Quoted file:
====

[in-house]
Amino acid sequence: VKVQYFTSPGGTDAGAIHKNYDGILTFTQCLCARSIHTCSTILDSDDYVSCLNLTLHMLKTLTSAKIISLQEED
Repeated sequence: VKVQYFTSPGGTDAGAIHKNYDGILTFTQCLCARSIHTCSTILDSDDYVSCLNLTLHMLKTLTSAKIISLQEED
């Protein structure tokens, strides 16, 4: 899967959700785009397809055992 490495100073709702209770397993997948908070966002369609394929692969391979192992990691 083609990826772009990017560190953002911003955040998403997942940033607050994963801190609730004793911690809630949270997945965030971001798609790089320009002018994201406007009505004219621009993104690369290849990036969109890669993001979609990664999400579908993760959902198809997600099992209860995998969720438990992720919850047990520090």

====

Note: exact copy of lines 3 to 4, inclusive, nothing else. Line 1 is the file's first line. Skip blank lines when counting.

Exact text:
Repeated sequence: VKVQYFTSPGGTDAGAIHKNYDGILTFTQCLCARSIHTCSTILDSDDYVSCLNLTLHMLKTLTSAKIISLQEED
């Protein structure tokens, strides 16, 4: 899967959700785009397809055992 490495100073709702209770397993997948908070966002369609394929692969391979192992990691 083609990826772009990017560190953002911003955040998403997942940033607050994963801190609730004793911690809630949270997945965030971001798609790089320009002018994201406007009505004219621009993104690369290849990036969109890669993001979609990664999400579908993760959902198809997600099992209860995998969720438990992720919850047990520090």